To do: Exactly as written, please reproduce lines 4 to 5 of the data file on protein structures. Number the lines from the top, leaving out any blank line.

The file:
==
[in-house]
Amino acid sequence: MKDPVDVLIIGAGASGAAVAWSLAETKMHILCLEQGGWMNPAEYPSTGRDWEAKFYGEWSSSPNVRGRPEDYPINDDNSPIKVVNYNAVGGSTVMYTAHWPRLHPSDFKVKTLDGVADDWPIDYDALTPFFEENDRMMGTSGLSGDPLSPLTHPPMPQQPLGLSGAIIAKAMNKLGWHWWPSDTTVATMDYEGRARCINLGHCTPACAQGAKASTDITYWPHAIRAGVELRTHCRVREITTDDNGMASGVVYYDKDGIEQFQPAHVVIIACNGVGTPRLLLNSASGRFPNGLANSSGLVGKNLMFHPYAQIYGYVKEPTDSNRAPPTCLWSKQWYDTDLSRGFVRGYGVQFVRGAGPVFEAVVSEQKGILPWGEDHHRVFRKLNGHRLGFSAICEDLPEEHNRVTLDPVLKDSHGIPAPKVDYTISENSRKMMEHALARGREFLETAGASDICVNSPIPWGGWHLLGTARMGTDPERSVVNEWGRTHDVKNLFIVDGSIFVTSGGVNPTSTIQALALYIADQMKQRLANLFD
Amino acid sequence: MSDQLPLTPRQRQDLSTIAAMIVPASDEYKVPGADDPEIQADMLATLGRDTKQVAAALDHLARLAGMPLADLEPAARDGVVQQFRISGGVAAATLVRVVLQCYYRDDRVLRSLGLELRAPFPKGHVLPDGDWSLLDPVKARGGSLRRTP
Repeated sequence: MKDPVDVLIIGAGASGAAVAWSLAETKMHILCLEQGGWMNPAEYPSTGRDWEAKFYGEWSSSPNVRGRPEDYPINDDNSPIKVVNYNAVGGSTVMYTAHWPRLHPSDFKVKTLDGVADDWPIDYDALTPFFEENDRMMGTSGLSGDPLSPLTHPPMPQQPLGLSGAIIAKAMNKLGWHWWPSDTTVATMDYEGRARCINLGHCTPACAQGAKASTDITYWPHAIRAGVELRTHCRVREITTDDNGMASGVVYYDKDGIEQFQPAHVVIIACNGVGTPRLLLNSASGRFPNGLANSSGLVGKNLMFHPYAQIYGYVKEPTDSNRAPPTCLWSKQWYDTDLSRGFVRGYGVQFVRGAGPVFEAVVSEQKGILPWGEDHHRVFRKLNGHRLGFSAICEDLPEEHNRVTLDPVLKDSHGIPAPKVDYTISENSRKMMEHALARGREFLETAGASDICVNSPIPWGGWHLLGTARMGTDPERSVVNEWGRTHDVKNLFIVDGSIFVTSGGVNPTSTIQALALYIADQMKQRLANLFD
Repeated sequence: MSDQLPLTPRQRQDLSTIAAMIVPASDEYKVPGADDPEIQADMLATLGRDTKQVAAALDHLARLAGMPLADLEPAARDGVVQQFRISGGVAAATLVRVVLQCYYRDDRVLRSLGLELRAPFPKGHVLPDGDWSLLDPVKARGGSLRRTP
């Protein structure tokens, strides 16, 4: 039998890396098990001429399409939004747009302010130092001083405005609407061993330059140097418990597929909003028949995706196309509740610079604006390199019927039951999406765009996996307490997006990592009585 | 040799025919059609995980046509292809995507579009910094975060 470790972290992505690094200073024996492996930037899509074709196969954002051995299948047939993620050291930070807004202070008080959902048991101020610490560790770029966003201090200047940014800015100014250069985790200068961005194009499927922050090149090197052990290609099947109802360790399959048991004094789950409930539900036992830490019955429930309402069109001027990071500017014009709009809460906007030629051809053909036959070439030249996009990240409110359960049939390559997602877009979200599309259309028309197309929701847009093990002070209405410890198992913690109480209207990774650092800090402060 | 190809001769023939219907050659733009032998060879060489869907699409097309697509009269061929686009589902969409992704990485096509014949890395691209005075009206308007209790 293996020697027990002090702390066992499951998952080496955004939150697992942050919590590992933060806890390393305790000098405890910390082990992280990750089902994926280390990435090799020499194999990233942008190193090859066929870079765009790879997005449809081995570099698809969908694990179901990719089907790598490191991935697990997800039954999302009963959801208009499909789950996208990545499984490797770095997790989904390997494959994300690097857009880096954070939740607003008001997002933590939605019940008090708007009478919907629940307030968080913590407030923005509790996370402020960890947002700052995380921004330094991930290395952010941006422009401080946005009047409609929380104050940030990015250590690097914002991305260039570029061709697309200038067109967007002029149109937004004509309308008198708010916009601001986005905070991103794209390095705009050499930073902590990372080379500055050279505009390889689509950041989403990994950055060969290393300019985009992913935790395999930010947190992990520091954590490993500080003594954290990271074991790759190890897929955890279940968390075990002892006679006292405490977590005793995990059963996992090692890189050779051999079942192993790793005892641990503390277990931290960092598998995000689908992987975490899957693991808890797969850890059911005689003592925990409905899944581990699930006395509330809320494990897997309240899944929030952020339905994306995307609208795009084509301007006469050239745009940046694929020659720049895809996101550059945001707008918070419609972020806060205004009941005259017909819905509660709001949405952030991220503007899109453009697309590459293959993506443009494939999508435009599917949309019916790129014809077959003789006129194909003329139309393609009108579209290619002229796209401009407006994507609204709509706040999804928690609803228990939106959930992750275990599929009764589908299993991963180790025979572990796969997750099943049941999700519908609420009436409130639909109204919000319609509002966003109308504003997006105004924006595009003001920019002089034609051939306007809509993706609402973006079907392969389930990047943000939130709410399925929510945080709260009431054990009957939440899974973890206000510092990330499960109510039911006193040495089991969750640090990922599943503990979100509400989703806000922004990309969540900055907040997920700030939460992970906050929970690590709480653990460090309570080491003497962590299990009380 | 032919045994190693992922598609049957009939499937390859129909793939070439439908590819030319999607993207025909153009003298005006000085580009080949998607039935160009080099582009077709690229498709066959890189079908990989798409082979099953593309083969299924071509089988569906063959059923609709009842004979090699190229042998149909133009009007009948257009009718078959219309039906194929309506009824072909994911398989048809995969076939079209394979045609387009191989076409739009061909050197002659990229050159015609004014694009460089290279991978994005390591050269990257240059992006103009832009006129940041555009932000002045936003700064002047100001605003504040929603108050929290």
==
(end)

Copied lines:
Repeated sequence: MKDPVDVLIIGAGASGAAVAWSLAETKMHILCLEQGGWMNPAEYPSTGRDWEAKFYGEWSSSPNVRGRPEDYPINDDNSPIKVVNYNAVGGSTVMYTAHWPRLHPSDFKVKTLDGVADDWPIDYDALTPFFEENDRMMGTSGLSGDPLSPLTHPPMPQQPLGLSGAIIAKAMNKLGWHWWPSDTTVATMDYEGRARCINLGHCTPACAQGAKASTDITYWPHAIRAGVELRTHCRVREITTDDNGMASGVVYYDKDGIEQFQPAHVVIIACNGVGTPRLLLNSASGRFPNGLANSSGLVGKNLMFHPYAQIYGYVKEPTDSNRAPPTCLWSKQWYDTDLSRGFVRGYGVQFVRGAGPVFEAVVSEQKGILPWGEDHHRVFRKLNGHRLGFSAICEDLPEEHNRVTLDPVLKDSHGIPAPKVDYTISENSRKMMEHALARGREFLETAGASDICVNSPIPWGGWHLLGTARMGTDPERSVVNEWGRTHDVKNLFIVDGSIFVTSGGVNPTSTIQALALYIADQMKQRLANLFD
Repeated sequence: MSDQLPLTPRQRQDLSTIAAMIVPASDEYKVPGADDPEIQADMLATLGRDTKQVAAALDHLARLAGMPLADLEPAARDGVVQQFRISGGVAAATLVRVVLQCYYRDDRVLRSLGLELRAPFPKGHVLPDGDWSLLDPVKARGGSLRRTP